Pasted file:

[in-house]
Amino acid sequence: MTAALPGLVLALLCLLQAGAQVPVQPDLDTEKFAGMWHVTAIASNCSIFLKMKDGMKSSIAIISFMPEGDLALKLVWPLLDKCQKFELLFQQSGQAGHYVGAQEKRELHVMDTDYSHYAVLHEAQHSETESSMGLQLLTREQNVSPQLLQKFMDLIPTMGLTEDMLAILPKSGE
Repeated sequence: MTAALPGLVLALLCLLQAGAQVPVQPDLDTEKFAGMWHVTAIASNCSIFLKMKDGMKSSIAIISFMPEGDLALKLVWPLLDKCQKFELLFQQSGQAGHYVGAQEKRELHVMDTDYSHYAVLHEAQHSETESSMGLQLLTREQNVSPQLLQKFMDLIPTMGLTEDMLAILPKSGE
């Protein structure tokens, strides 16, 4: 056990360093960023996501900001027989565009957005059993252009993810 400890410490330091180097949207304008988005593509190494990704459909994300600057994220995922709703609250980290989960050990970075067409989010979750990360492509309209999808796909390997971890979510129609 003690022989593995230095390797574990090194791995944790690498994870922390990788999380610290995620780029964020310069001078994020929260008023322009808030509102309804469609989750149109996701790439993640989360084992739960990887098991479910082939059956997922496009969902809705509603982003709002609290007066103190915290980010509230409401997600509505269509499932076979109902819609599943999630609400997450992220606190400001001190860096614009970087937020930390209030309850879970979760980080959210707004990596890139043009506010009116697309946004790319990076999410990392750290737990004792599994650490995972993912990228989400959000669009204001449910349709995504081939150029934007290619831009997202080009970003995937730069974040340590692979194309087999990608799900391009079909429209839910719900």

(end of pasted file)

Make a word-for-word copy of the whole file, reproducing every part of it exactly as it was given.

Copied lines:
[in-house]
Amino acid sequence: MTAALPGLVLALLCLLQAGAQVPVQPDLDTEKFAGMWHVTAIASNCSIFLKMKDGMKSSIAIISFMPEGDLALKLVWPLLDKCQKFELLFQQSGQAGHYVGAQEKRELHVMDTDYSHYAVLHEAQHSETESSMGLQLLTREQNVSPQLLQKFMDLIPTMGLTEDMLAILPKSGE
Repeated sequence: MTAALPGLVLALLCLLQAGAQVPVQPDLDTEKFAGMWHVTAIASNCSIFLKMKDGMKSSIAIISFMPEGDLALKLVWPLLDKCQKFELLFQQSGQAGHYVGAQEKRELHVMDTDYSHYAVLHEAQHSETESSMGLQLLTREQNVSPQLLQKFMDLIPTMGLTEDMLAILPKSGE
């Protein structure tokens, strides 16, 4: 056990360093960023996501900001027989565009957005059993252009993810 400890410490330091180097949207304008988005593509190494990704459909994300600057994220995922709703609250980290989960050990970075067409989010979750990360492509309209999808796909390997971890979510129609 003690022989593995230095390797574990090194791995944790690498994870922390990788999380610290995620780029964020310069001078994020929260008023322009808030509102309804469609989750149109996701790439993640989360084992739960990887098991479910082939059956997922496009969902809705509603982003709002609290007066103190915290980010509230409401997600509505269509499932076979109902819609599943999630609400997450992220606190400001001190860096614009970087937020930390209030309850879970979760980080959210707004990596890139043009506010009116697309946004790319990076999410990392750290737990004792599994650490995972993912990228989400959000669009204001449910349709995504081939150029934007290619831009997202080009970003995937730069974040340590692979194309087999990608799900391009079909429209839910719900």